But much more could be done if cultural organisations and government better understood the impact the arts make.
The Sidney De Haan Research Centre for Arts and Health and cultural regeneration consultancy Nick Ewbank Associates carried out research in three coastal towns where there has been significant investment in culture-led regeneration in recent years, focusing on the impacts of Turner Contemporary in Margate, the Creative Foundation in Folkestone and the De La Warr Pavilion in Bexhill on Sea.
The resulting report, ‘Cultural Value and Social Capital’, found that despite an intuitive feeling that there is a “connection between cultural activity and feeling good”, health and wellbeing is not prioritised as a driver of either programming or outcomes.
The three organisations were found to make a “significant, but at present largely undefined, contribution to social capital and to delivering health and wellbeing in their respective communities”, but outside the specialist field of arts in health practice “this important aspect of cultural value is currently hidden”.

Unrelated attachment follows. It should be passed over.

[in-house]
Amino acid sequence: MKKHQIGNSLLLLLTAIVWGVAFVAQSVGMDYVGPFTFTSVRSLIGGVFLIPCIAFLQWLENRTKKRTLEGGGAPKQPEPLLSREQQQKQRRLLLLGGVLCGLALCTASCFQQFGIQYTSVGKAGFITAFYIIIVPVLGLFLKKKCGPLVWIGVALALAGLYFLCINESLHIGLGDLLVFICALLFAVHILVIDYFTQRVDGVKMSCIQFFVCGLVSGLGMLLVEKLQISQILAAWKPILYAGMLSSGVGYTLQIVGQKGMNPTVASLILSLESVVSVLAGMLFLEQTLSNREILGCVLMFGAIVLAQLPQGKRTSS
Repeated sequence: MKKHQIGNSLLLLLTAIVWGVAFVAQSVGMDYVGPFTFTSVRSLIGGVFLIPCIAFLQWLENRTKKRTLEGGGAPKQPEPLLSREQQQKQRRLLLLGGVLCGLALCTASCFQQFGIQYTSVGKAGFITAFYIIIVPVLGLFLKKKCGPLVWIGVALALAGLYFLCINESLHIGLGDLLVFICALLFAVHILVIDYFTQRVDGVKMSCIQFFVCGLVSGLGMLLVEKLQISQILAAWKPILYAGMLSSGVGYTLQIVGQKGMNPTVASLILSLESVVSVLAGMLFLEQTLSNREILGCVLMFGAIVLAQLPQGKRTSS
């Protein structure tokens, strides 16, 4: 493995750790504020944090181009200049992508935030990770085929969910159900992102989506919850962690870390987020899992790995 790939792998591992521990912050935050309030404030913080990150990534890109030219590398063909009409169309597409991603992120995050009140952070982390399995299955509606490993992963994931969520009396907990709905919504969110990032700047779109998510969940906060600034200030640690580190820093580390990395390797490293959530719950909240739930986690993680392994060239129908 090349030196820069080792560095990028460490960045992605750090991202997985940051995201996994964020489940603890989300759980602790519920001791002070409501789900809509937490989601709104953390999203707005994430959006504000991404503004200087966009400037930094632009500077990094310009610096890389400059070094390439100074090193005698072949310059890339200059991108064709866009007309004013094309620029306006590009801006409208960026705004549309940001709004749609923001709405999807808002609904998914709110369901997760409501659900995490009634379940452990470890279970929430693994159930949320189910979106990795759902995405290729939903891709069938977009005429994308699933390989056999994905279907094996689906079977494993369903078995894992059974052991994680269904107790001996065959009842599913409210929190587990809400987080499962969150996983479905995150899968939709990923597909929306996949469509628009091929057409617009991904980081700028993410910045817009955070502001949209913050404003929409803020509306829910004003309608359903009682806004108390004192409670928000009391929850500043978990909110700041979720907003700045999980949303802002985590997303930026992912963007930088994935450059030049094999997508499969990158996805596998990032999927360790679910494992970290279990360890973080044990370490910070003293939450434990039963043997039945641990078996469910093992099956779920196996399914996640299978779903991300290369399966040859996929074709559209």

The report proposes the introduction of guidelines with models of best practice, an idea supported by the three organisations involved in the project, who also said they would "welcome the introduction of simple-to-use evaluation tools that might shed light on levels of wellbeing generated by their everyday activities". The report also suggests that cultural organisations should do more research into barriers to public engagement with their work, and give more consideration to programming and commissions aimed at "addressing specific health and social issues".
The research was funded by the Arts and Humanities Research Council as part of its Cultural Value Project.
Both the report and a short film of the House of Commons launch event can be viewed here.